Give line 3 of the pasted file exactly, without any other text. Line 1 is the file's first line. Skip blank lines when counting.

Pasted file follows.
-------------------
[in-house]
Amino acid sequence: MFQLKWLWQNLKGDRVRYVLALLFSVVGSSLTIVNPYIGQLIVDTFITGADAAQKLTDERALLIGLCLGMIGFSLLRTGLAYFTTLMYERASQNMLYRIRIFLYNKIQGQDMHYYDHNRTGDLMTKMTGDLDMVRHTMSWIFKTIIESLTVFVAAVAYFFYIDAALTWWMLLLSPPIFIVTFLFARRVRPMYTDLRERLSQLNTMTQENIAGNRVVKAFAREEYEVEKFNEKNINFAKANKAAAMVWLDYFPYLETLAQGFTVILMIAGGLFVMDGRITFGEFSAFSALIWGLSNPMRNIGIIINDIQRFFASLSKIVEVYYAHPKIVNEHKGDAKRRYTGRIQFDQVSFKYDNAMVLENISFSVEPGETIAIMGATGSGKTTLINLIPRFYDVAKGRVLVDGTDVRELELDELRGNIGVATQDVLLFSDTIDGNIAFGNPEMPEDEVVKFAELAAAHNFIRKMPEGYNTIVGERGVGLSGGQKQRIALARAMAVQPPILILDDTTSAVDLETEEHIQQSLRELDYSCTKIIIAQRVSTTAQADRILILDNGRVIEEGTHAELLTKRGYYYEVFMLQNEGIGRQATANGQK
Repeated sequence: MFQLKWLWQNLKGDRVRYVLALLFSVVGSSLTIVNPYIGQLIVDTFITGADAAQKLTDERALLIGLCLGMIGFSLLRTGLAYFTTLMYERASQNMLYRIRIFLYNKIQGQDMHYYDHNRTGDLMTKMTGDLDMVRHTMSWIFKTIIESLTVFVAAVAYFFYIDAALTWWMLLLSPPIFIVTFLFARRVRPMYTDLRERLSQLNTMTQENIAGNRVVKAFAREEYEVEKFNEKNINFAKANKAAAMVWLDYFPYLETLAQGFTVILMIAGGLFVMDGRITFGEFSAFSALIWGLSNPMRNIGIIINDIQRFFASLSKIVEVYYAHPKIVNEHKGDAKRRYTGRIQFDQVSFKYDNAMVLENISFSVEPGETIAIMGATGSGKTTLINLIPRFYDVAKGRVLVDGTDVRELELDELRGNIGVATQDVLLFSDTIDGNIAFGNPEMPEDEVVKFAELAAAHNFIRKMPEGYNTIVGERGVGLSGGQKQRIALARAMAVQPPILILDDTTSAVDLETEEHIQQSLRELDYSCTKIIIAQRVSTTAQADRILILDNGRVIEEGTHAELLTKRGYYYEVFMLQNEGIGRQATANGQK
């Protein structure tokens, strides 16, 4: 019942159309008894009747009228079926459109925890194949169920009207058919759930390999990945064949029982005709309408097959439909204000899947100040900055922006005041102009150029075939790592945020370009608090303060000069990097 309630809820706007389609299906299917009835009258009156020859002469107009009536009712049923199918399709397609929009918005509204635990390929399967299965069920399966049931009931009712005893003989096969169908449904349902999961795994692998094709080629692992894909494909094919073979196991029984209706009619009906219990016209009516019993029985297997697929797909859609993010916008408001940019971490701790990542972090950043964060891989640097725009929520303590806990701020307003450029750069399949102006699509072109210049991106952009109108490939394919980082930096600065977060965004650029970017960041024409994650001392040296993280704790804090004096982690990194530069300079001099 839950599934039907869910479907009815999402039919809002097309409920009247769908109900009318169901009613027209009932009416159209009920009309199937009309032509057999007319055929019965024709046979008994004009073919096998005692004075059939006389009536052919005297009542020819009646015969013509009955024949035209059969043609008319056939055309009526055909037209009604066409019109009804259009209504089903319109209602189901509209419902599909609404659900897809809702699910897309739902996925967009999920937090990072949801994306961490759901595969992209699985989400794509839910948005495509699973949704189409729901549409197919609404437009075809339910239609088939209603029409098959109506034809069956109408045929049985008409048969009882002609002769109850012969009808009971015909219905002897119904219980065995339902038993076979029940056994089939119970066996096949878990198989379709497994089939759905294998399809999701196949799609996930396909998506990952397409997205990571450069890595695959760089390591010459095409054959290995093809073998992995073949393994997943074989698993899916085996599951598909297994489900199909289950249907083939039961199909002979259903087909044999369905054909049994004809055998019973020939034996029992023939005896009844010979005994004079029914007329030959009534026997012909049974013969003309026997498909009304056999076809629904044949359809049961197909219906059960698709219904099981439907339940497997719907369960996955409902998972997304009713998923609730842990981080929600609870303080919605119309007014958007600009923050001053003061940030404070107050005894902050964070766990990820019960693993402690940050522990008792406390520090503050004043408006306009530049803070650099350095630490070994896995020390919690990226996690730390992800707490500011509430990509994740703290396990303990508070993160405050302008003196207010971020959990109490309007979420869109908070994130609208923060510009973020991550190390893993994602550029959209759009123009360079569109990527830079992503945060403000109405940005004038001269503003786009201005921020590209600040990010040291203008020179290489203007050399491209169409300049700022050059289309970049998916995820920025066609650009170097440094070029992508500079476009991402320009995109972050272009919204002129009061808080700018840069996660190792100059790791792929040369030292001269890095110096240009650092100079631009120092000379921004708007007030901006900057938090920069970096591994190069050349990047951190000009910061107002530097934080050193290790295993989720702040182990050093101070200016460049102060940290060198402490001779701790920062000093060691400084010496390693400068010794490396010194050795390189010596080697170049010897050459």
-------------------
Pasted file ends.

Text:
Repeated sequence: MFQLKWLWQNLKGDRVRYVLALLFSVVGSSLTIVNPYIGQLIVDTFITGADAAQKLTDERALLIGLCLGMIGFSLLRTGLAYFTTLMYERASQNMLYRIRIFLYNKIQGQDMHYYDHNRTGDLMTKMTGDLDMVRHTMSWIFKTIIESLTVFVAAVAYFFYIDAALTWWMLLLSPPIFIVTFLFARRVRPMYTDLRERLSQLNTMTQENIAGNRVVKAFAREEYEVEKFNEKNINFAKANKAAAMVWLDYFPYLETLAQGFTVILMIAGGLFVMDGRITFGEFSAFSALIWGLSNPMRNIGIIINDIQRFFASLSKIVEVYYAHPKIVNEHKGDAKRRYTGRIQFDQVSFKYDNAMVLENISFSVEPGETIAIMGATGSGKTTLINLIPRFYDVAKGRVLVDGTDVRELELDELRGNIGVATQDVLLFSDTIDGNIAFGNPEMPEDEVVKFAELAAAHNFIRKMPEGYNTIVGERGVGLSGGQKQRIALARAMAVQPPILILDDTTSAVDLETEEHIQQSLRELDYSCTKIIIAQRVSTTAQADRILILDNGRVIEEGTHAELLTKRGYYYEVFMLQNEGIGRQATANGQK